DS vs. PSP: Five Ways Nintendo Clobbered Sony
PSP was the must have portable system, and then a few months later, it wasn't.
December 12, 2004 was the last day we went bonkers for something that released in Japan.
Said product was Sony's PlayStation Portable (PSP), the captivating handheld that was supposed to uplift us from the "handheld gaming ghetto" (Sony's words) and deliver a console quality experience in the palm of our hands.
Suffice to say, the machine was dead sexy. We had never seen anything so powerful. Yes, the battery life was abysmal, and sure, the lack of a second analog stick was a downer, but neither of those things mattered while playing Ridge Racer, Lumines and even Hot Shots Golf: Open Tee. It was almost a portable PlayStation 2. We imported units immediately.
A lot of things were said the second we experienced PSP. Among them was the obvious: Nintendo's finished. The company's DS had debuted in the U.S. just a month prior to PSP's Japanese release, and Sony's machine made Mario and Co.'s system look outdated and childish. Handheld gaming ghetto? That sounded right.
Fast forward seven years later, and we own multiple DS systems and a healthy library of games. Meanwhile, those PSPs have either been sold or currently collect dust in our attics.
Simply put, DS won. DS won big. Nintendo absorbed the criticism and managed to not only sell over 120 million systems, but also make PSP undesirable, though to be fair, Sony's own mistakes (months without new software, PSP Go) had a lot to do with that.
On that note, we decided to reflect on key moments that defined the current generation's portable war.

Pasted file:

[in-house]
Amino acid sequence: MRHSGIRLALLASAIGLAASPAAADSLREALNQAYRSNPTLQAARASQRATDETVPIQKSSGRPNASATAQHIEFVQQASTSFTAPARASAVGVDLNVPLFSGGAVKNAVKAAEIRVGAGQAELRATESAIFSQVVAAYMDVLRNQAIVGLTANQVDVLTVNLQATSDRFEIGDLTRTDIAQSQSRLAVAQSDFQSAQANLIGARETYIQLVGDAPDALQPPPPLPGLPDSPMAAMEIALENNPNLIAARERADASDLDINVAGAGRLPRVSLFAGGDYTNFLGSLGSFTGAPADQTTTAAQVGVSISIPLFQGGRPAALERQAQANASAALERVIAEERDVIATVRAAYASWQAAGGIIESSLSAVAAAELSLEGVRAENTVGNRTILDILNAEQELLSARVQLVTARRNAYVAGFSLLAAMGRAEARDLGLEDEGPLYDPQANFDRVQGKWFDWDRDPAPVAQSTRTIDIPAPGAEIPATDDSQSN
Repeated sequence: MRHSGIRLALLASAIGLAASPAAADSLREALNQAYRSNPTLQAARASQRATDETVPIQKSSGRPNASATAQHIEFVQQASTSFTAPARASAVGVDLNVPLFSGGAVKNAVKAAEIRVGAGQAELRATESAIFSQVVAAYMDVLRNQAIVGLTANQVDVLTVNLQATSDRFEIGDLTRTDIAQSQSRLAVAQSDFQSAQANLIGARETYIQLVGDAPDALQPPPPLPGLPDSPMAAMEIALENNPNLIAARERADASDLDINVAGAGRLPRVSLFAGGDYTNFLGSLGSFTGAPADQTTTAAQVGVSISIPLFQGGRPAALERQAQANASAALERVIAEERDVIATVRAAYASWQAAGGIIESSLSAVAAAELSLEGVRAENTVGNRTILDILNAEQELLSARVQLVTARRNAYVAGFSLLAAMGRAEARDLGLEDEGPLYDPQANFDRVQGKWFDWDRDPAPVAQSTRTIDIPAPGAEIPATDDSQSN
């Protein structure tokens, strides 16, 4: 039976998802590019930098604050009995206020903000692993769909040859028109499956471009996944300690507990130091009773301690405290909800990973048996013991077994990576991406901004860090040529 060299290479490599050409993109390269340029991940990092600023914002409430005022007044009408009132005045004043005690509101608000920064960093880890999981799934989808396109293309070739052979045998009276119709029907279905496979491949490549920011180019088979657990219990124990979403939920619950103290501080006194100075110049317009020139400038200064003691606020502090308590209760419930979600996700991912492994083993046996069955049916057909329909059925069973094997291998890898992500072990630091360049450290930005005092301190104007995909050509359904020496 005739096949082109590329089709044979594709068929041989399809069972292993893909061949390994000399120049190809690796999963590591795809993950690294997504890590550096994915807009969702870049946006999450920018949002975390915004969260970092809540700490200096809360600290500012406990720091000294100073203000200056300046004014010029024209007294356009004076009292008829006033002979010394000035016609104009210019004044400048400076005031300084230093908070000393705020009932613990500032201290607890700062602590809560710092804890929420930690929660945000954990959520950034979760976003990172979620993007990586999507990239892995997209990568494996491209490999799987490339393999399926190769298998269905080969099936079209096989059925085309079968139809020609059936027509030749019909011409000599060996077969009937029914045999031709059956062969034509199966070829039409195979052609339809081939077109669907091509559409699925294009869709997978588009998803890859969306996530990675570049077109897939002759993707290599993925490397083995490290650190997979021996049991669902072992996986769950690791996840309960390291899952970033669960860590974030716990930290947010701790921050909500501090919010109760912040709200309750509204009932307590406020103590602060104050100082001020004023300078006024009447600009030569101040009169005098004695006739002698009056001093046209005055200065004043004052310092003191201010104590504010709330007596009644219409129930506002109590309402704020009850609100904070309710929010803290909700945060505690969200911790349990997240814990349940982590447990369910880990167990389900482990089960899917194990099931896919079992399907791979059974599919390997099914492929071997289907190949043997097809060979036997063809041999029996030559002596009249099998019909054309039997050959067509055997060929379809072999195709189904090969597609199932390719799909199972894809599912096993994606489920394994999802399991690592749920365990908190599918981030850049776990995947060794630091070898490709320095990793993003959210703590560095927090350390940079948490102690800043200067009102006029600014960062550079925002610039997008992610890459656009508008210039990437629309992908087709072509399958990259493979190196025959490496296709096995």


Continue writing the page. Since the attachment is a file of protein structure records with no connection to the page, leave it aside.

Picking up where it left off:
Lite the world on fire
The original DS (nicknamed DS Fat for obvious reasons) looked awful. DS Lite, on the other hand, was a revelation. Nintendo almost completely redesigned the system, transforming it from a bulky mess into a sleek and stylish device, complete with a slimmer body and glossy finish. It still lagged behind PSP in terms of power, but when it came to aesthetics, this critical move put both systems on par with each other.
First party assault
For a little while, it seemed like Sony's first party games would trump anything from Nintendo. Then all of a sudden, the Japanese went nuts over a relatively unknown title called Brain Age, which managed to sell over 18 million copies in its lifetime.
Then came an all out blitz of titles that didn't just move two million units, but over 20. We're talking about New Super Mario Bros., Nintendogs and Mario Kart. DS was hot, and there was no stopping it.
Then again, it's no wonder why DS took off. Nintendo managed to achieve the same milestone it did with Wii: make the system attractive to casual audiences. PSP was and still is a hardcore system. DS, on the other hand, has a more user friendly image, with games designed for players of all skill types (Tetris DS, Nintendogs, Brain Age, Art Academy). We could play New Super Mario Bros. in the morning, Mario Kart at lunch and then use America's Test Kitchen to make dinner.
Key third party losses and snubs
With all that processing muscle under the hood, PSP seemed like an ideal fit for the biggest franchises. Then Square Enix and Level-5 moved Dragon Quest IX onto the DS (after wowing critics with Dragon Quest VIII on PS2), and it's like Sony's Japanese fan base let out a collective cry of anguish. DQ may not be as huge in the U.S., but in Japan, the good folks over there go nuts over each installment. Having part IX DS exclusive was huge.
Then again, so was Square Enix in general. The publisher flooded both DS and PSP with games, but you have to figure that some of those DS exclusives (the Final Fantasy III reboot) convinced PSP owners to also buy Nintendo's system. Capcom has been generous with Monster Hunter on PSP, but DS received the only portable Resident Evil (Deadly Silence) of this generation.
[Editor's Note: This is no knock on the PSP library, which has a ton of phenomenal video games from a variety of talented companies.]
Touching is good
At first, the DS touch screen was a bit odd and perhaps gimmicky. It seemed like all companies could do was ask players to frantically rub the screen. Over time, though, imaginative developers made better use of the technology. Turns out, people really dig touch screens, and will sacrifice power for poking stuff.
Of course, having franchises like Mario, Zelda and Pokemon don't hurt, either.